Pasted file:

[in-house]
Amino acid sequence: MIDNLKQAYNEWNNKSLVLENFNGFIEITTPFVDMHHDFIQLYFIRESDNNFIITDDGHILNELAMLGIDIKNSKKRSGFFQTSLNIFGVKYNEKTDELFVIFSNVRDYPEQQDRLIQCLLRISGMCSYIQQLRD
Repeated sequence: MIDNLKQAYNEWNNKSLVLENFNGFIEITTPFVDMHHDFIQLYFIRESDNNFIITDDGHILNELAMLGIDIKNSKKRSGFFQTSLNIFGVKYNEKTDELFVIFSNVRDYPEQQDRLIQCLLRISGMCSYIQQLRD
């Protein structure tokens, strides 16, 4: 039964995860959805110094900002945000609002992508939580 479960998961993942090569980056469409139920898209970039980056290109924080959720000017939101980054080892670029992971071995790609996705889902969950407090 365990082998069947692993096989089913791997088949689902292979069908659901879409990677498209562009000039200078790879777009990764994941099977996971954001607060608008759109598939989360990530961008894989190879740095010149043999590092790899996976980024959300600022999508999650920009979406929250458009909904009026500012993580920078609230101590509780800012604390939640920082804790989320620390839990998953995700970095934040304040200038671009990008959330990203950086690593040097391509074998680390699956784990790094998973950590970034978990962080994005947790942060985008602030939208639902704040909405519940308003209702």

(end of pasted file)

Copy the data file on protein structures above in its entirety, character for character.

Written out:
[in-house]
Amino acid sequence: MIDNLKQAYNEWNNKSLVLENFNGFIEITTPFVDMHHDFIQLYFIRESDNNFIITDDGHILNELAMLGIDIKNSKKRSGFFQTSLNIFGVKYNEKTDELFVIFSNVRDYPEQQDRLIQCLLRISGMCSYIQQLRD
Repeated sequence: MIDNLKQAYNEWNNKSLVLENFNGFIEITTPFVDMHHDFIQLYFIRESDNNFIITDDGHILNELAMLGIDIKNSKKRSGFFQTSLNIFGVKYNEKTDELFVIFSNVRDYPEQQDRLIQCLLRISGMCSYIQQLRD
């Protein structure tokens, strides 16, 4: 039964995860959805110094900002945000609002992508939580 479960998961993942090569980056469409139920898209970039980056290109924080959720000017939101980054080892670029992971071995790609996705889902969950407090 365990082998069947692993096989089913791997088949689902292979069908659901879409990677498209562009000039200078790879777009990764994941099977996971954001607060608008759109598939989360990530961008894989190879740095010149043999590092790899996976980024959300600022999508999650920009979406929250458009909904009026500012993580920078609230101590509780800012604390939640920082804790989320620390839990998953995700970095934040304040200038671009990008959330990203950086690593040097391509074998680390699956784990790094998973950590970034978990962080994005947790942060985008602030939208639902704040909405519940308003209702």